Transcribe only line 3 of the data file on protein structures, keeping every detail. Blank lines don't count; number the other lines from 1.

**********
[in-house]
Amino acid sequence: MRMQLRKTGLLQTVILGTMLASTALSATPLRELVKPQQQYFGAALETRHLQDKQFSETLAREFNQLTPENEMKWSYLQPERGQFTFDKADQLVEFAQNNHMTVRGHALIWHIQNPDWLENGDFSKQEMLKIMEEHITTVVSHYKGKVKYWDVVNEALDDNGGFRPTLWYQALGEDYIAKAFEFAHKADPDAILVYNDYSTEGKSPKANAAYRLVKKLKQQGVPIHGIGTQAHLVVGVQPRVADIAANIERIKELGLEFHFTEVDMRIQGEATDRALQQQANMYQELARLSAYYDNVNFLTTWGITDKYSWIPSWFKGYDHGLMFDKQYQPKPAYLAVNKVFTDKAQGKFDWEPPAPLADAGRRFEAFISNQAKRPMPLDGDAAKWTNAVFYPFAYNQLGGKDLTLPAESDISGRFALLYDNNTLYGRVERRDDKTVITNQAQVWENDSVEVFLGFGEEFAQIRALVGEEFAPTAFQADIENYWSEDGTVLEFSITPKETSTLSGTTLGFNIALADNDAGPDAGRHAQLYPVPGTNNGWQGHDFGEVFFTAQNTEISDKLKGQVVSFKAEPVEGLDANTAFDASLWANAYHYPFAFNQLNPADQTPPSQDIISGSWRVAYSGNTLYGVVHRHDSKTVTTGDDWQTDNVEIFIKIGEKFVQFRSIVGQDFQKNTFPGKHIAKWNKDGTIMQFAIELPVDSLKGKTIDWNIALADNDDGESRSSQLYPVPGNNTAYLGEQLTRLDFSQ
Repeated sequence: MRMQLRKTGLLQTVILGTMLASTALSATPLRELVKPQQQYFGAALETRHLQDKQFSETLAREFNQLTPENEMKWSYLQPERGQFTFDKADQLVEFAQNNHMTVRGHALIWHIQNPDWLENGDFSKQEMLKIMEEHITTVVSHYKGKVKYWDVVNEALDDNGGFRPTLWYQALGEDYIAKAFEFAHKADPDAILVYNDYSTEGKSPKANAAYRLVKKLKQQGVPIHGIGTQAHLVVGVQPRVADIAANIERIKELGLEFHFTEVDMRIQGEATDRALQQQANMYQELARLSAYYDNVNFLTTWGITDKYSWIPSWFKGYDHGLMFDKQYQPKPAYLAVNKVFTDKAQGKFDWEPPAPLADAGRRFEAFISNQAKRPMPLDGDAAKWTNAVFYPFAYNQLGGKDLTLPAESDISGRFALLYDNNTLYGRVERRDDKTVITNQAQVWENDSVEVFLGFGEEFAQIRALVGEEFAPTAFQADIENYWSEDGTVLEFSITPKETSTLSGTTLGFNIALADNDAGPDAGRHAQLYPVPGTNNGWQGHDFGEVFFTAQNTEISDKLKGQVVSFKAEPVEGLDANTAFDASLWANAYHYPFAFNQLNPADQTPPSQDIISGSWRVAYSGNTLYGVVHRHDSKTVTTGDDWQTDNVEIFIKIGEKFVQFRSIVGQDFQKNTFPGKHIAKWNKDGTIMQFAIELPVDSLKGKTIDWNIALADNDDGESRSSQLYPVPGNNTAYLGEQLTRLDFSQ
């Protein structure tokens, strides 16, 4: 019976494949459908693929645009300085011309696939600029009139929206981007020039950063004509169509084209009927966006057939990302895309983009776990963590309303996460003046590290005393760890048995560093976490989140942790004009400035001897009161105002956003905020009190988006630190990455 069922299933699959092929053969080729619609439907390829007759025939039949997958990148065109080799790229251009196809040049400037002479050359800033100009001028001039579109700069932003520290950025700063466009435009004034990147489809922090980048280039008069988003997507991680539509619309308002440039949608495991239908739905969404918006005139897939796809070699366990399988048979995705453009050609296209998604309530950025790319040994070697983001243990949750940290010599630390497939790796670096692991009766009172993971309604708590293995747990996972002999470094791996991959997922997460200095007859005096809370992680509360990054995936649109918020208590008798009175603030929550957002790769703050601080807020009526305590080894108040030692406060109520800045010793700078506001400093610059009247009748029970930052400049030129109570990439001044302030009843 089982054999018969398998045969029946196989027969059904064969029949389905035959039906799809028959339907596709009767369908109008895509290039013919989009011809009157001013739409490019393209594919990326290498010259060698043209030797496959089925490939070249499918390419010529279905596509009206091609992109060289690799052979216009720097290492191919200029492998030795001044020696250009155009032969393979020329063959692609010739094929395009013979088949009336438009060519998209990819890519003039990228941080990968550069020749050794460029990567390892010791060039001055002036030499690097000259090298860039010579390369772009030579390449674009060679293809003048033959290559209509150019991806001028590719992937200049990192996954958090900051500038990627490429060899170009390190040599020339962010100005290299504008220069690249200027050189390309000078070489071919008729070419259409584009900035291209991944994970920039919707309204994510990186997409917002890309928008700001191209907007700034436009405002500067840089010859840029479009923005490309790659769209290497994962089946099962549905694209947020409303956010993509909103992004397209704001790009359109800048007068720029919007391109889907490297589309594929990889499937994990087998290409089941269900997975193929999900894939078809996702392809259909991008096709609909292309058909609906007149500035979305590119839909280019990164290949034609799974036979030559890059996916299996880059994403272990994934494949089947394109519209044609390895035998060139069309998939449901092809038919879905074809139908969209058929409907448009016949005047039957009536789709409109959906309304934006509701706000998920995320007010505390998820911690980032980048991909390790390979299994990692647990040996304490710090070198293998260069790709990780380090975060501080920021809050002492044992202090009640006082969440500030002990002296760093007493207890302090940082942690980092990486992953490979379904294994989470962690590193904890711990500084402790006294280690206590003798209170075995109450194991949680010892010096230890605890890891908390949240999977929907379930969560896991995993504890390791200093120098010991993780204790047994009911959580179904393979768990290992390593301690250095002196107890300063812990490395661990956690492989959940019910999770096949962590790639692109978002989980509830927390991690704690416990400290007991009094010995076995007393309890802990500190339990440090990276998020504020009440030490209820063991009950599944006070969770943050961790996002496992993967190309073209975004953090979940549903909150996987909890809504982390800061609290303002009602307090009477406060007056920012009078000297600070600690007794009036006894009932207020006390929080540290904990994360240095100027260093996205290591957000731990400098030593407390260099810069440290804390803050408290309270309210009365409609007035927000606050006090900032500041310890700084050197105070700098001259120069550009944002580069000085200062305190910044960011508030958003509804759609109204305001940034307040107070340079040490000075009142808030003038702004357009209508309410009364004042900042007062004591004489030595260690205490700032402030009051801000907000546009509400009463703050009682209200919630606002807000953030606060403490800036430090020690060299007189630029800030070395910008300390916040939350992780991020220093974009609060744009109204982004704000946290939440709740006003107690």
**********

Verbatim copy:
Repeated sequence: MRMQLRKTGLLQTVILGTMLASTALSATPLRELVKPQQQYFGAALETRHLQDKQFSETLAREFNQLTPENEMKWSYLQPERGQFTFDKADQLVEFAQNNHMTVRGHALIWHIQNPDWLENGDFSKQEMLKIMEEHITTVVSHYKGKVKYWDVVNEALDDNGGFRPTLWYQALGEDYIAKAFEFAHKADPDAILVYNDYSTEGKSPKANAAYRLVKKLKQQGVPIHGIGTQAHLVVGVQPRVADIAANIERIKELGLEFHFTEVDMRIQGEATDRALQQQANMYQELARLSAYYDNVNFLTTWGITDKYSWIPSWFKGYDHGLMFDKQYQPKPAYLAVNKVFTDKAQGKFDWEPPAPLADAGRRFEAFISNQAKRPMPLDGDAAKWTNAVFYPFAYNQLGGKDLTLPAESDISGRFALLYDNNTLYGRVERRDDKTVITNQAQVWENDSVEVFLGFGEEFAQIRALVGEEFAPTAFQADIENYWSEDGTVLEFSITPKETSTLSGTTLGFNIALADNDAGPDAGRHAQLYPVPGTNNGWQGHDFGEVFFTAQNTEISDKLKGQVVSFKAEPVEGLDANTAFDASLWANAYHYPFAFNQLNPADQTPPSQDIISGSWRVAYSGNTLYGVVHRHDSKTVTTGDDWQTDNVEIFIKIGEKFVQFRSIVGQDFQKNTFPGKHIAKWNKDGTIMQFAIELPVDSLKGKTIDWNIALADNDDGESRSSQLYPVPGNNTAYLGEQLTRLDFSQ